….Okay, so today is Thursday, not Wednesday. Sh. Don’t tell anyone.
Writing is a very solitary pursuit. No matter who you are, you basically end up alone in a room with the computer screen glowing before you (in days of yore, pen and paper were used–imagine!). Something has to keep us writers company. If it’s not other people (even if a writer sits in a crowded cafe to write, they’re basically alone), then it often has to be music.
For a writer, music can serve many purposes. It can set the mood. If you need to get angry, or someone in the story is furious, then some death metal will get your juices flowing. If you want peacefulness, maybe some soothing classical music. Or Enya.
Music can also just serve as background music. A lot of times, when I put on music while I write, it’s music I know very well. It doesn’t take any conscious effort to listen to it. My brain tunes it out–and dumps it straight into my unconscious. And while it’s doing that, it isn’t–thank God–bothering me. So strangely, putting on music actually mutes part of my brain. I can focus.
For me, music can also be about evoking the time period. Eighteenth century? Well, put on some Mozart or Haydn–something nice and classical, preferably upbeat. (I like the stuff with real strong melody (hence, Mozart and Haydn). I enjoy the airy, playful, beauty-loving side of the century.) Nineteenth century? Try some classical hymns and spirituals (more on these later). If I were writing in the twentieth century, I’d probably break out the appropriate music (jazz, rockabilly, big band, whatever).
Sometimes, the music gets all mixed up with the story. As I was writing one piece seven or eight years ago, I listened almost exclusively to Coldplay’s Parachutes. Now every time I hear that album, I get this strange, reflexive memory of that story. It’s like remembering a dream, and it’s very eerie. The album has a melancholy feel to it; not by coincidence, so does that story.
Of course, that was when I listened to a Discman and could only listen to one CD at a time. Now my computer and MP3 player have a ton of songs. Like most of the world, I’ve moved to singles and away from albums.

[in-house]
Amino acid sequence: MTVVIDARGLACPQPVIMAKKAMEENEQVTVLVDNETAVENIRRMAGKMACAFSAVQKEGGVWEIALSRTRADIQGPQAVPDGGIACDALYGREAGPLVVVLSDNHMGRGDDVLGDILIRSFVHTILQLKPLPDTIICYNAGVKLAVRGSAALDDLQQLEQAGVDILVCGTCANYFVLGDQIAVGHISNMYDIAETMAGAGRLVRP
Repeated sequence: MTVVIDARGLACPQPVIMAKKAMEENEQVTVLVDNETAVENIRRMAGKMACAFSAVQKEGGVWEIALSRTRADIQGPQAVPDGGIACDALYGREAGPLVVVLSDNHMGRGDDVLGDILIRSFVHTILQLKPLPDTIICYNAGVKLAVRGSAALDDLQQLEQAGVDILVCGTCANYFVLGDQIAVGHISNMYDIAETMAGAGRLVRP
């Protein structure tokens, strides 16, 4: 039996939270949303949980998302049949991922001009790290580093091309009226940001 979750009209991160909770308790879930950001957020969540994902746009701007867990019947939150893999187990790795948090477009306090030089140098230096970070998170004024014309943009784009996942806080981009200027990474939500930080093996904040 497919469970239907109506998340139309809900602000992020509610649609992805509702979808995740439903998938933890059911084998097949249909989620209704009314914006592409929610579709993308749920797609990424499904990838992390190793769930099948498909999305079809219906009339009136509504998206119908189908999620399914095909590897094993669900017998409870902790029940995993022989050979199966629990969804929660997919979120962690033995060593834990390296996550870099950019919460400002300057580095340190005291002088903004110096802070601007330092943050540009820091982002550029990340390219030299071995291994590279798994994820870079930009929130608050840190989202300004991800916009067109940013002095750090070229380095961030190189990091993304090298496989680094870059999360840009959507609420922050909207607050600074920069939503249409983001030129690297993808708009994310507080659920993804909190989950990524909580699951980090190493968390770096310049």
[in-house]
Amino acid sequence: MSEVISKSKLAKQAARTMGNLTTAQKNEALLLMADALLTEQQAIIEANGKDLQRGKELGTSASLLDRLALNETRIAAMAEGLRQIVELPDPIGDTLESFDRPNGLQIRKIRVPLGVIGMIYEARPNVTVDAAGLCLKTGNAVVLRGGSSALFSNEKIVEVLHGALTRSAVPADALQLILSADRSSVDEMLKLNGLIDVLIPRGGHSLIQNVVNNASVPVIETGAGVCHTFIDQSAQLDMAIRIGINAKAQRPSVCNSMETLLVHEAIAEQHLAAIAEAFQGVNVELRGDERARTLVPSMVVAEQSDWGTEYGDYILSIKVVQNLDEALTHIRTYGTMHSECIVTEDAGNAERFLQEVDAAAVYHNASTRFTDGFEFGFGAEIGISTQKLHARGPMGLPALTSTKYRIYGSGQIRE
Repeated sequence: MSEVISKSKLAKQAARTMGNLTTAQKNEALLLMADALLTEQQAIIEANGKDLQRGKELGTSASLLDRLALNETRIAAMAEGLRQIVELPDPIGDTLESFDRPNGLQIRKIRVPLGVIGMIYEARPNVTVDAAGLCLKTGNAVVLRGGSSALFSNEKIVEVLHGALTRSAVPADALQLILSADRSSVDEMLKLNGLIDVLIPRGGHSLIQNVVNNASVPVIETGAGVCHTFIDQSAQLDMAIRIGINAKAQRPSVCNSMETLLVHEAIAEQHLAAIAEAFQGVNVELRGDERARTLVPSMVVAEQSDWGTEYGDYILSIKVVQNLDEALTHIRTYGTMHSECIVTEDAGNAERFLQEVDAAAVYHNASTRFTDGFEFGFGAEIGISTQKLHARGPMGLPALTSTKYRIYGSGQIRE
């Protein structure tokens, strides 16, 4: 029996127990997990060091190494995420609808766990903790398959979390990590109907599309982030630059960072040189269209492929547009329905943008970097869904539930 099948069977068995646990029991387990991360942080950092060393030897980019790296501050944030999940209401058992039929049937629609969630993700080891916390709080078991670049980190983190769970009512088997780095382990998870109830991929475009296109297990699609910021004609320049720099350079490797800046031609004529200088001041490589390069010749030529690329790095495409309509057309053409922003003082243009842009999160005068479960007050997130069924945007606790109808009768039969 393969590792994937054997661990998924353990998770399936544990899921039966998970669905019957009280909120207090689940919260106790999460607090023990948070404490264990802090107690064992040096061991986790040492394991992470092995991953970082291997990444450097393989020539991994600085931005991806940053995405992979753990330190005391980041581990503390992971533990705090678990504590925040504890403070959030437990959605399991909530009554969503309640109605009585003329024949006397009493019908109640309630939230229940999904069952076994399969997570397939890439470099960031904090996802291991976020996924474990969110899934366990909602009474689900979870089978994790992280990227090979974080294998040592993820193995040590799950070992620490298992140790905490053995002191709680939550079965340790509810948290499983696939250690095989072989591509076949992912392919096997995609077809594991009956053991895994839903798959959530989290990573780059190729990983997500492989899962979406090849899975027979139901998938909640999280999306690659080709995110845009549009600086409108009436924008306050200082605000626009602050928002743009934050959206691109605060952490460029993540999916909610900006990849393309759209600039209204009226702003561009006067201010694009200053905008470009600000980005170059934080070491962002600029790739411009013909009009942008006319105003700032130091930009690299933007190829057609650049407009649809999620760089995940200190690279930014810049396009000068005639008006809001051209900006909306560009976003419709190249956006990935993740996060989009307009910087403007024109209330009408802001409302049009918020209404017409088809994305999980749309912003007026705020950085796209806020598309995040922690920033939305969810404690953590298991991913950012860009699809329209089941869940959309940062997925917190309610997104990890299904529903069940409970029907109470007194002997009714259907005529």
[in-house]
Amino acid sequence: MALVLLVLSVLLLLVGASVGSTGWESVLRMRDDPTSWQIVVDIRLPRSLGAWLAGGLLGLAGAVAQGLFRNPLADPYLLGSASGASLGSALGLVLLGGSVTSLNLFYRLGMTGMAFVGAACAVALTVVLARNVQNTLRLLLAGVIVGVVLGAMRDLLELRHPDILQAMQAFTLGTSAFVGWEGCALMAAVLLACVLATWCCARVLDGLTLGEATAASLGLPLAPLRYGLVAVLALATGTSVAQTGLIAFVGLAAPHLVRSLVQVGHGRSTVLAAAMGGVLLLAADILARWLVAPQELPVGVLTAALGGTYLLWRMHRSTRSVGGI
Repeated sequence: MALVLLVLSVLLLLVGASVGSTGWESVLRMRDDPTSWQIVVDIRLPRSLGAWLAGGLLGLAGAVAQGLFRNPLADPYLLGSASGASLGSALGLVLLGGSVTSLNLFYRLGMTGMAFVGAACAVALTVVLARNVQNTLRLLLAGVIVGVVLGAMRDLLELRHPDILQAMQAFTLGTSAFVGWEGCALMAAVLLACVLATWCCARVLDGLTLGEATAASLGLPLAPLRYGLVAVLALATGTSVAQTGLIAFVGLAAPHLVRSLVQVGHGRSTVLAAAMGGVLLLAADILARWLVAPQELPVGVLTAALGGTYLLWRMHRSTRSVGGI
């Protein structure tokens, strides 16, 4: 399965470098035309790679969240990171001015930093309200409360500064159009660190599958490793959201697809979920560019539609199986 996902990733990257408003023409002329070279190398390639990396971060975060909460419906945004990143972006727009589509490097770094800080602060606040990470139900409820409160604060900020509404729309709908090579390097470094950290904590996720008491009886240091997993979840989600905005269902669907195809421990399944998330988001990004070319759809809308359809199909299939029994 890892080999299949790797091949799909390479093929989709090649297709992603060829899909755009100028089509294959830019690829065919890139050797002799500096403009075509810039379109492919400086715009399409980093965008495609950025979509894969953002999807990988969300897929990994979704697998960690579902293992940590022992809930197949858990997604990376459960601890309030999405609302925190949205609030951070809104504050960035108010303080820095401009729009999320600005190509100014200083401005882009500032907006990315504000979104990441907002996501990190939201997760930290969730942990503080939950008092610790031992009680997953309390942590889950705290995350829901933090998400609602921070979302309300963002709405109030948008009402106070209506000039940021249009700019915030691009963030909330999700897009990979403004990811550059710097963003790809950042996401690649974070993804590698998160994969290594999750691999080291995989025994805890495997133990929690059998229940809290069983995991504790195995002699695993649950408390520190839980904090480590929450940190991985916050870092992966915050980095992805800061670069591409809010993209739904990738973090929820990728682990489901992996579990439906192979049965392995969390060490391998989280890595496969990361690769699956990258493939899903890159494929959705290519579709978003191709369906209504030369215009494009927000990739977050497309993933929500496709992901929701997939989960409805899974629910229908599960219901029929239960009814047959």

But that hasn’t stopped me from associating a few songs/albums strongly with my writing. I’ve been listening to a lot of fun.’s Some Nights, and a lot of the Marie-Antoinette movie soundtrack (a wonderful soundtrack made up mostly of ’80’s punk).
Here are a few particular songs that have strong associations for me:
My favorite. This song by Queen is fantastic in its own right. But the lyrics really seal the deal for me. Every time I listen to the song, I think of Nicole d’Oliva and the novel I wrote about her. Marie-Antoinette is mentioned; Paris is mentioned; and she “spoke just like a baroness” (Nicole pretended to be a baroness for a time). The swagger fits the time period, too. I would love nothing more than to see a movie version of the Affair of the Diamond Necklace that had a montage to this song. I can see it now: Nicole getting dressed up in her elaborate eighteenth century finery to the strains of Killer Queen.
This one I tend to associate with the time I spent at home, in the 200-year-old house I grew up in. I was beginning to work on my Antebellum South project. The spirituality and sadness in the song fit with the story and the setting–and I still think of that time when I hear it.
This one is inextricably linked for me to a particular character. He’s a duelist and a fugitive. He’s cheeky and irreverent. He’s a good person in general, but has a wicked streak. I love him to death (in fact, I loved him so much that I did, indeed, kill him by the end of the novel).
And while I was writing about the Antebellum South, I decided to listen to some authentic tunes from the time. Here are a few from the Civil War and the years leading up to it: